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Amjad Faur


Medieval depictions of historical events in Shi’a art and illuminations often depict the prophet Muhammad with a golden flame enveloping his head or show his face entirely shrouded by a veil; an attempt at reverence in both his depiction and non-depiction. This primary tension regarding how images operate and their power to narrate versus their potential to transform into something more seductive and dangerous is instrumental in my own approach to image making. The conceptual translations of these concerns to modern depictions of geopolitical and religious violence are not hard to make within the context of contemporary media as well as art and indeed manifest within my photographs.

As an artist simultaneously attempting to navigate photography’s contemporary role in art and populist models of thought as well as its relationship to art history, I find inescapable parallels between the photograph’s exacting abstraction of the world and our inclination to adore them as empirical objects. I am inclined to employ this representational tension as a means to explore both the volatile and mercurial problems of my ancestral background in the Middle East.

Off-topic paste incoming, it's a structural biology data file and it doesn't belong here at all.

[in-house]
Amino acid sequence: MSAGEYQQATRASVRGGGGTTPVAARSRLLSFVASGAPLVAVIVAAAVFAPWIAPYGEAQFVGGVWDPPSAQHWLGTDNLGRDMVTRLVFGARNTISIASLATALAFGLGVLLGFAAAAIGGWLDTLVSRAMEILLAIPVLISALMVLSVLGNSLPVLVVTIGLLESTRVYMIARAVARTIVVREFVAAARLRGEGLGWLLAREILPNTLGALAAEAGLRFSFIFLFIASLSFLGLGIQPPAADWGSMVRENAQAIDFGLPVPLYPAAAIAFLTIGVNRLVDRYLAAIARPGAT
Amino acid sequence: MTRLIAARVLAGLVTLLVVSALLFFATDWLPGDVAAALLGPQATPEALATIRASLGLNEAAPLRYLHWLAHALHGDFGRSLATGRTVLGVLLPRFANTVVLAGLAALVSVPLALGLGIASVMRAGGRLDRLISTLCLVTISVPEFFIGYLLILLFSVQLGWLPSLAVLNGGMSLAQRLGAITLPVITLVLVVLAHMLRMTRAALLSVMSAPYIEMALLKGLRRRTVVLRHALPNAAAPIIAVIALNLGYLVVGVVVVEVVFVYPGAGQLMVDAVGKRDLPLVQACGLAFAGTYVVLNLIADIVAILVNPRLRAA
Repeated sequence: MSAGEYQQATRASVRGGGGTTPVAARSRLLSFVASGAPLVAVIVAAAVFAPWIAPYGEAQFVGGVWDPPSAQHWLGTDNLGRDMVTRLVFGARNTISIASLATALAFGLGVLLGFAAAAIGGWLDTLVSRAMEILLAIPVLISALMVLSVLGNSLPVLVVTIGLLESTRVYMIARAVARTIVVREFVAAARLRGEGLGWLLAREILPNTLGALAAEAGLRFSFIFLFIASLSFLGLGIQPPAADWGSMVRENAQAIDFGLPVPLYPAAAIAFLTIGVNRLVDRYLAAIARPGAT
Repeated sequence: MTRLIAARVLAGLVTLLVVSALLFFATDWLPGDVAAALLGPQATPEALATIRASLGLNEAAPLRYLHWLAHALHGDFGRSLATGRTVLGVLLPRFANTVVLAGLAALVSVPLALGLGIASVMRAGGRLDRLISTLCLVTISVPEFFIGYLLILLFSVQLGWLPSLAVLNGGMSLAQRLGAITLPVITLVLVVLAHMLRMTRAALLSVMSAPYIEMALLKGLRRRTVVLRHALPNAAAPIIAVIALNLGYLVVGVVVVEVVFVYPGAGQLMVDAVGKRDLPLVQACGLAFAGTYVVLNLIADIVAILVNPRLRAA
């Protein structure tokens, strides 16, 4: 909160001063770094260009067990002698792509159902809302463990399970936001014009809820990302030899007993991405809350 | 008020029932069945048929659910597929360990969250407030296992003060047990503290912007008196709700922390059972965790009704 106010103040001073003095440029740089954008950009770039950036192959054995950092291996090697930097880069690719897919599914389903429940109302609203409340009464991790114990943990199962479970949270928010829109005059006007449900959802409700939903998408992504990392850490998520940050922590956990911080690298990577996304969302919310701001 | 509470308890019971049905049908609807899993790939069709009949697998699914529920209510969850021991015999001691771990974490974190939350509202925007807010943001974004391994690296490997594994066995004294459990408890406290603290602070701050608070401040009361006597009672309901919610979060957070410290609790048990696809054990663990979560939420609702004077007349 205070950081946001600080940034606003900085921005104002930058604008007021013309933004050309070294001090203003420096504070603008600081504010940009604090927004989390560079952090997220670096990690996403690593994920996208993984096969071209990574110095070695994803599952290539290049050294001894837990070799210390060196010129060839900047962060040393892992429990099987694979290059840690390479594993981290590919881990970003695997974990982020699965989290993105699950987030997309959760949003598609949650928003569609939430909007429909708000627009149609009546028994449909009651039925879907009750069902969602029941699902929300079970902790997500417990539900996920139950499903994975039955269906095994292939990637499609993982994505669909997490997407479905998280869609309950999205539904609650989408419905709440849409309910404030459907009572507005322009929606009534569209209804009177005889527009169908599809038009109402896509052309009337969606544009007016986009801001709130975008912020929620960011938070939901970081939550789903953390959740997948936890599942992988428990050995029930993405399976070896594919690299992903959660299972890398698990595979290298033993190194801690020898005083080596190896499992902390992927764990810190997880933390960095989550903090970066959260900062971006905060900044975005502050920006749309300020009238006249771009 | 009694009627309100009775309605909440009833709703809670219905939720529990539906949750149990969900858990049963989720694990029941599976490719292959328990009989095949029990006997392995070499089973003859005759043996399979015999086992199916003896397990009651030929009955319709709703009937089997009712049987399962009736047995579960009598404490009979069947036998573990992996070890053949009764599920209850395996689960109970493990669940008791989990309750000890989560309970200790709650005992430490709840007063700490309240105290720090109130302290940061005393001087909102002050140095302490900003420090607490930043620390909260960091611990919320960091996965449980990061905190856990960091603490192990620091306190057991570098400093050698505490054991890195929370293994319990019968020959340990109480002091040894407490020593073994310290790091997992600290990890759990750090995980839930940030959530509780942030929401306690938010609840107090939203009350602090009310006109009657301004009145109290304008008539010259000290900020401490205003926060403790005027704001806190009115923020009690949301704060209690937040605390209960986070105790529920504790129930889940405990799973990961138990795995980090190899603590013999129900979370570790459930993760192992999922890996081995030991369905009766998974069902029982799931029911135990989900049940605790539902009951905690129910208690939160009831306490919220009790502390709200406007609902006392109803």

I have been working for over a decade with large format photography and it is still the means by which I conceptualize, associate and produce my work. There is a meditative and decidedly intentional quality built in to every image that stems tangibly from the very materials they are made of. My images are often constructed in a studio, within a controlled environment and require much in the way of sculptural and spatial problem solving. The images are contingent on having been shot “in camera” so as to reinforce the visual abstractions contained within them. In contrast, the visual content of the images is mostly informed by the transitional and elastic spaces found in the ethnic, political and religious labyrinth of the Middle East; a region whose narratives are so often borne of both the control and immediacy of images and their symbolic weight.